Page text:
Popular Athlete at Santa Monica High Shot to Death Off-Campus

Times Staff Writer

At Santa Monica High School, Eduardo “Eddie” Lopez was the class clown who loved to make others laugh. A standout right fielder on the baseball team. A good student with a bright future.

That future was cut short when Lopez, 15, was fatally shot on Pico Boulevard at 26th Street about 9:20 p.m. Tuesday by an unknown assailant wearing a dark hooded sweatshirt and a bandana over his face.

For the record:

12:00 a.m. March 3, 2006 For The Record
Los Angeles Times Friday March 03, 2006 Home Edition Main News Part A Page 2 National Desk 1 inches; 50 words Type of Material: Correction
Santa Monica shooting -- A story in Thursday’s California section about the killing of a Santa Monica High School student referred to pockets of gang activity in the area south of Pico Boulevard. The most notable gang activity is north of Pico in an area known as the Pico Neighborhood.

Santa Monica police said the gunman shouted the name of a Los Angeles-based Latino gang and then fired several times at Lopez and two companions. He struck only Lopez, who, police said, was not known to be affiliated with a gang.


On Wednesday, many teachers at Santa Monica High scrapped lesson plans to allow upset students to spend time with counselors and one another as they grappled with the loss.

The killing was one more blow for a campus that in the last couple of years has struggled with racial tension between Latinos and blacks. In April 2005, a racially motivated riot broke out on campus. Just weeks ago, vandals spray-painted the walls of several buildings with racial epithets.

There is no evidence that Lopez’s death was linked to those problems. But to one mother, the off-campus killing was a sign that the school, the community and the police needed to work harder to address the broader issues of violence in the Pico area, a known hub of gang activity, and racial tension at the school.

“Santa Monica is the land of yoga mats, dog-walking and the Green Party,” said Crystal Quine, whose son Jake played football with Lopez. “They need to wake up. This is a real problem that needs to be addressed.... It’s really upsetting.”

Though Santa Monica is regarded as wealthier and safer than parts of Los Angeles, city leaders said, rough pockets remain, particularly in the area south of Pico Boulevard.

Councilman Richard Bloom said the community was grief-stricken about yet another gang-related killing, atop at least three others in recent years.

“It’s so depressing to all of us, because it seems such a senseless yet intractable problem,” said Bloom, who has a 16-year-old son at Santa Monica High. “We’ve tried to come together as a community and seek new ways to intervene in positive ways in young people’s lives. The reality is that, like many of the other issues we have in Southern California, it’s a regional issue.”

He said that many of the problems appeared to stem from gangs coming from outside the city “and attacking folks who live here.”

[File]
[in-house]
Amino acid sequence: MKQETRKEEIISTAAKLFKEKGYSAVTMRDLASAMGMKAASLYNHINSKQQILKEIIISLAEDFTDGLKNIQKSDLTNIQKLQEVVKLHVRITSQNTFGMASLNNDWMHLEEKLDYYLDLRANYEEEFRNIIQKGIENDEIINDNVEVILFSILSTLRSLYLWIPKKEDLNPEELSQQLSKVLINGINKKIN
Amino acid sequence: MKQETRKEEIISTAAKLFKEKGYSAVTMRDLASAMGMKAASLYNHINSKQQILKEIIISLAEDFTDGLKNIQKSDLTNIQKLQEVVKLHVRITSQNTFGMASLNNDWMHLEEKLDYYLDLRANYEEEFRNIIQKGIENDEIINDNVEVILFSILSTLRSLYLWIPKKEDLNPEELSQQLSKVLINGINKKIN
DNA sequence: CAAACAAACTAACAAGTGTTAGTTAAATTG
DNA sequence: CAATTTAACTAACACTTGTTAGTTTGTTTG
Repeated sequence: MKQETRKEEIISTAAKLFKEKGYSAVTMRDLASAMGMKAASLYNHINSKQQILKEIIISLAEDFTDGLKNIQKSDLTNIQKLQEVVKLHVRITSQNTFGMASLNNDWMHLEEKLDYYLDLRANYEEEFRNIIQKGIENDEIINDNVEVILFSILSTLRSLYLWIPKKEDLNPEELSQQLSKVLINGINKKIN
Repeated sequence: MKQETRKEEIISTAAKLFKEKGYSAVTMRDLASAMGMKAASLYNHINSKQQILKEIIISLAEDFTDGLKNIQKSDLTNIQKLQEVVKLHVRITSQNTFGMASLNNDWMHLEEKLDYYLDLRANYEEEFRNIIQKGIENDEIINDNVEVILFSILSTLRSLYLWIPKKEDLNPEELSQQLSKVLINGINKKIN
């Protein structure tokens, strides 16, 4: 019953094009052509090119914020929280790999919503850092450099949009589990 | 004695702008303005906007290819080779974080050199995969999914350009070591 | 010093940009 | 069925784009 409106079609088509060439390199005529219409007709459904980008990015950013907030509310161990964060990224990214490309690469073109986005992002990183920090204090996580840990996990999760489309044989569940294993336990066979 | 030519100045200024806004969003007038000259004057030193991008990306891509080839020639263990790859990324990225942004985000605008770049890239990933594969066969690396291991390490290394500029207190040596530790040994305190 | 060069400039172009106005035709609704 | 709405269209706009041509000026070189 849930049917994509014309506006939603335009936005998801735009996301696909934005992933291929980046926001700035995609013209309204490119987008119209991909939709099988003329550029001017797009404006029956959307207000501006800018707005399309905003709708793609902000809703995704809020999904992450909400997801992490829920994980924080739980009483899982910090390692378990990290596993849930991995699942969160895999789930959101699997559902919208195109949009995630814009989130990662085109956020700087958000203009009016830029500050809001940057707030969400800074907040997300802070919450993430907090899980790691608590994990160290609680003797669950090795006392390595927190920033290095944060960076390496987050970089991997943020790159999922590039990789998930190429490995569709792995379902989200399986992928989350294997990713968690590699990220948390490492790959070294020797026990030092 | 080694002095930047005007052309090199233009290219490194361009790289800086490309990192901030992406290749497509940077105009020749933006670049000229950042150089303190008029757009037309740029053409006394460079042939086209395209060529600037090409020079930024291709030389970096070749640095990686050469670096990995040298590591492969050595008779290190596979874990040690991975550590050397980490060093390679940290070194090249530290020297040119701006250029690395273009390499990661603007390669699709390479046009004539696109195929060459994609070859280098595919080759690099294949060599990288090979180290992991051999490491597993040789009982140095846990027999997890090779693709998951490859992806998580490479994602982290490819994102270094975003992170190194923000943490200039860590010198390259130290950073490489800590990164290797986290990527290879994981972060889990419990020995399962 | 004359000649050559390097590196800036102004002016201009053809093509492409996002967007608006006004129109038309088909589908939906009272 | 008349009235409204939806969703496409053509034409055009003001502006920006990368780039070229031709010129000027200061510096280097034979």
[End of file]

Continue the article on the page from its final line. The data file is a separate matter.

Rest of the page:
Bloom said he learned of the slaying in an e-mail as he was participating in the City Council meeting Tuesday night. He shared the news with P. Lamont Ewell, who recently became city manager.

“This is one of the early things he needs to face here,” Bloom said.

In a letter sent home with students, Principal Ilene Straus described the killing “as a tragedy for our community.”

“We must all work together to support each other through this difficult time,” she said, adding that additional counselors and psychologists would be on campus throughout the week and “beyond as needed.” She also said the school would hold a memorial service in its Greek Theater at 3 p.m. today.

On Wednesday, hundreds of students signed a makeshift memorial that was moved from the cafeteria to the library. It featured Lopez’s yearbook photo, which revealed a young man with a straight-ahead gaze and a buzz cut.

Several students, some with eyes puffy from crying, lingered on campus after the final bell, reminiscing about the popular boy.

Many said the only plausible explanation was that the shooting must have been a case of tragically mistaken identity.

“He was the class clown and was nice to everybody,” said Susan Santos, a classmate who had known the 10th-grader since they attended Grant Elementary School. “There wasn’t one day when he wouldn’t smile.”

Greg Alonge, 15, a pitcher on the baseball team who had known Lopez a couple of months, described him as “one of the nicest kids on the team.”

Under a bright-blue sky Wednesday afternoon, the baseball team huddled with its coach, who called off practice in honor of Lopez.

Alonge said he and his teammates planned to order special jerseys with black bands on one sleeve and a patch with Lopez’s name and number, 11, for their baseball caps.

Nahal Zarnighian, another student, said she had only recently met Lopez. She said a Spanish teacher who had taught Lopez “was bawling” in class and telling students about how Lopez’s mother, from Mexico, worked two jobs, including one at Rite-Aid, to ensure that Lopez and his siblings would have a good future.

Lt. Frank Fabrega, a spokesman for the Santa Monica Police Department, said detectives had not yet established a motive for the shooting.

He asked anyone with additional information about the case to call (310) 458-8451 or (310) 458-8426.